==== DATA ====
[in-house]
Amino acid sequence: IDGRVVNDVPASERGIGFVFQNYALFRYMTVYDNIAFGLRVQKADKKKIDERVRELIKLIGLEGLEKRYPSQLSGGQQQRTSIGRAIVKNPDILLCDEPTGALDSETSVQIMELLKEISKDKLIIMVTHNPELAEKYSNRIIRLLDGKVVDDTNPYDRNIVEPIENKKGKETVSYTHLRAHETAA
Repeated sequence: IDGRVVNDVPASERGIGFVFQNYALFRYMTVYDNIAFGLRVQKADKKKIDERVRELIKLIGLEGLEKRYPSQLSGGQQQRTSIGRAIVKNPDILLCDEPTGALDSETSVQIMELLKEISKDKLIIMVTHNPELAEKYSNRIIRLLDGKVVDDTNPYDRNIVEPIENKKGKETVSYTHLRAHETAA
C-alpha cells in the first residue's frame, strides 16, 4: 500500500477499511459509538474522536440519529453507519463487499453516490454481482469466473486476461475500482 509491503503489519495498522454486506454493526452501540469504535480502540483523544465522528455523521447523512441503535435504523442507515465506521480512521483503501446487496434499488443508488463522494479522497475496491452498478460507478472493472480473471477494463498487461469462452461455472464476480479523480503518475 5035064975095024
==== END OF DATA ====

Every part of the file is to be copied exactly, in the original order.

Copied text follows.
[in-house]
Amino acid sequence: IDGRVVNDVPASERGIGFVFQNYALFRYMTVYDNIAFGLRVQKADKKKIDERVRELIKLIGLEGLEKRYPSQLSGGQQQRTSIGRAIVKNPDILLCDEPTGALDSETSVQIMELLKEISKDKLIIMVTHNPELAEKYSNRIIRLLDGKVVDDTNPYDRNIVEPIENKKGKETVSYTHLRAHETAA
Repeated sequence: IDGRVVNDVPASERGIGFVFQNYALFRYMTVYDNIAFGLRVQKADKKKIDERVRELIKLIGLEGLEKRYPSQLSGGQQQRTSIGRAIVKNPDILLCDEPTGALDSETSVQIMELLKEISKDKLIIMVTHNPELAEKYSNRIIRLLDGKVVDDTNPYDRNIVEPIENKKGKETVSYTHLRAHETAA
C-alpha cells in the first residue's frame, strides 16, 4: 500500500477499511459509538474522536440519529453507519463487499453516490454481482469466473486476461475500482 509491503503489519495498522454486506454493526452501540469504535480502540483523544465522528455523521447523512441503535435504523442507515465506521480512521483503501446487496434499488443508488463522494479522497475496491452498478460507478472493472480473471477494463498487461469462452461455472464476480479523480503518475 5035064975095024